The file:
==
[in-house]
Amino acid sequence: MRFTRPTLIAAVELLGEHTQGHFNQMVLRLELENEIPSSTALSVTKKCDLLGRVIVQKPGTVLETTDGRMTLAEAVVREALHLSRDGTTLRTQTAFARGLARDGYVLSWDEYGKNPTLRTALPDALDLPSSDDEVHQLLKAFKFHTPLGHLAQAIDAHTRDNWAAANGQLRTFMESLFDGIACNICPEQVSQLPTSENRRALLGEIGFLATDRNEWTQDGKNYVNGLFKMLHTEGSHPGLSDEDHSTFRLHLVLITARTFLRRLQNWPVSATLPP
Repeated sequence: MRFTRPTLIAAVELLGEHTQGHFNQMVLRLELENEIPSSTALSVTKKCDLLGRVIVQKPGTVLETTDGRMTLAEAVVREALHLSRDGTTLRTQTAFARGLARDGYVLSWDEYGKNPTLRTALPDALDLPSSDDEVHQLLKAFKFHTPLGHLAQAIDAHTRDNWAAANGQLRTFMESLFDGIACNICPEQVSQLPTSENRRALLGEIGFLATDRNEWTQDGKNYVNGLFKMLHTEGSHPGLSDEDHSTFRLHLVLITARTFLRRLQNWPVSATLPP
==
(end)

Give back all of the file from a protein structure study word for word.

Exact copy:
[in-house]
Amino acid sequence: MRFTRPTLIAAVELLGEHTQGHFNQMVLRLELENEIPSSTALSVTKKCDLLGRVIVQKPGTVLETTDGRMTLAEAVVREALHLSRDGTTLRTQTAFARGLARDGYVLSWDEYGKNPTLRTALPDALDLPSSDDEVHQLLKAFKFHTPLGHLAQAIDAHTRDNWAAANGQLRTFMESLFDGIACNICPEQVSQLPTSENRRALLGEIGFLATDRNEWTQDGKNYVNGLFKMLHTEGSHPGLSDEDHSTFRLHLVLITARTFLRRLQNWPVSATLPP
Repeated sequence: MRFTRPTLIAAVELLGEHTQGHFNQMVLRLELENEIPSSTALSVTKKCDLLGRVIVQKPGTVLETTDGRMTLAEAVVREALHLSRDGTTLRTQTAFARGLARDGYVLSWDEYGKNPTLRTALPDALDLPSSDDEVHQLLKAFKFHTPLGHLAQAIDAHTRDNWAAANGQLRTFMESLFDGIACNICPEQVSQLPTSENRRALLGEIGFLATDRNEWTQDGKNYVNGLFKMLHTEGSHPGLSDEDHSTFRLHLVLITARTFLRRLQNWPVSATLPP